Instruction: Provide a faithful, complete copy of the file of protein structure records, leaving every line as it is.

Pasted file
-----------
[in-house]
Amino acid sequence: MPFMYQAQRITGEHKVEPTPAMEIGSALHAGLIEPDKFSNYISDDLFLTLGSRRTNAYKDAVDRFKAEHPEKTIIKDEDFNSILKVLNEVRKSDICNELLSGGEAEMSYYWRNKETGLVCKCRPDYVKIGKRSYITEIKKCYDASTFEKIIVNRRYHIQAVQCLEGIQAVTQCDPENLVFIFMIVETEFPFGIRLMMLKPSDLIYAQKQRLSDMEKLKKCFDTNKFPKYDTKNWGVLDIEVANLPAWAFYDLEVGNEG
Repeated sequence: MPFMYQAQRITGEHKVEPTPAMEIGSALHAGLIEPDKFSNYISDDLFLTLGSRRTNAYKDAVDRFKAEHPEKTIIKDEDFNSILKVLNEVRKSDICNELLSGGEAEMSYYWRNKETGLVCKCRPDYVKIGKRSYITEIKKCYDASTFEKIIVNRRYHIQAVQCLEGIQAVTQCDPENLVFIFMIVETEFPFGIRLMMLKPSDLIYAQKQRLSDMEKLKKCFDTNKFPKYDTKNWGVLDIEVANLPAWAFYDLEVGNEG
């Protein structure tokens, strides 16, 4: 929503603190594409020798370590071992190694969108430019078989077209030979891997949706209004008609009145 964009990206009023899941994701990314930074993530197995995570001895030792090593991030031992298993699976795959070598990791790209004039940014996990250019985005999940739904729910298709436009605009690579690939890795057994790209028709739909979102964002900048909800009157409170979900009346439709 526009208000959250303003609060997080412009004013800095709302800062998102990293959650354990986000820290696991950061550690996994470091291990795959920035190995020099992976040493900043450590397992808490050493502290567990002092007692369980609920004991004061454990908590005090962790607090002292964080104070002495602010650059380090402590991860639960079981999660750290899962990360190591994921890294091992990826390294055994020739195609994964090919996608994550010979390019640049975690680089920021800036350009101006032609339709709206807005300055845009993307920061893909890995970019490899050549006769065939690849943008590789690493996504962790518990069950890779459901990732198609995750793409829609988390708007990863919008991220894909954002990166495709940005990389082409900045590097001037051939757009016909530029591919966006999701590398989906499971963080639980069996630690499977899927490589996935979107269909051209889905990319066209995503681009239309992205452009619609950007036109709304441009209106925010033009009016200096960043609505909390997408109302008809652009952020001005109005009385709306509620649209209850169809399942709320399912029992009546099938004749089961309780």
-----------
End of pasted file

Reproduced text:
[in-house]
Amino acid sequence: MPFMYQAQRITGEHKVEPTPAMEIGSALHAGLIEPDKFSNYISDDLFLTLGSRRTNAYKDAVDRFKAEHPEKTIIKDEDFNSILKVLNEVRKSDICNELLSGGEAEMSYYWRNKETGLVCKCRPDYVKIGKRSYITEIKKCYDASTFEKIIVNRRYHIQAVQCLEGIQAVTQCDPENLVFIFMIVETEFPFGIRLMMLKPSDLIYAQKQRLSDMEKLKKCFDTNKFPKYDTKNWGVLDIEVANLPAWAFYDLEVGNEG
Repeated sequence: MPFMYQAQRITGEHKVEPTPAMEIGSALHAGLIEPDKFSNYISDDLFLTLGSRRTNAYKDAVDRFKAEHPEKTIIKDEDFNSILKVLNEVRKSDICNELLSGGEAEMSYYWRNKETGLVCKCRPDYVKIGKRSYITEIKKCYDASTFEKIIVNRRYHIQAVQCLEGIQAVTQCDPENLVFIFMIVETEFPFGIRLMMLKPSDLIYAQKQRLSDMEKLKKCFDTNKFPKYDTKNWGVLDIEVANLPAWAFYDLEVGNEG
């Protein structure tokens, strides 16, 4: 929503603190594409020798370590071992190694969108430019078989077209030979891997949706209004008609009145 964009990206009023899941994701990314930074993530197995995570001895030792090593991030031992298993699976795959070598990791790209004039940014996990250019985005999940739904729910298709436009605009690579690939890795057994790209028709739909979102964002900048909800009157409170979900009346439709 526009208000959250303003609060997080412009004013800095709302800062998102990293959650354990986000820290696991950061550690996994470091291990795959920035190995020099992976040493900043450590397992808490050493502290567990002092007692369980609920004991004061454990908590005090962790607090002292964080104070002495602010650059380090402590991860639960079981999660750290899962990360190591994921890294091992990826390294055994020739195609994964090919996608994550010979390019640049975690680089920021800036350009101006032609339709709206807005300055845009993307920061893909890995970019490899050549006769065939690849943008590789690493996504962790518990069950890779459901990732198609995750793409829609988390708007990863919008991220894909954002990166495709940005990389082409900045590097001037051939757009016909530029591919966006999701590398989906499971963080639980069996630690499977899927490589996935979107269909051209889905990319066209995503681009239309992205452009619609950007036109709304441009209106925010033009009016200096960043609505909390997408109302008809652009952020001005109005009385709306509620649209209850169809399942709320399912029992009546099938004749089961309780």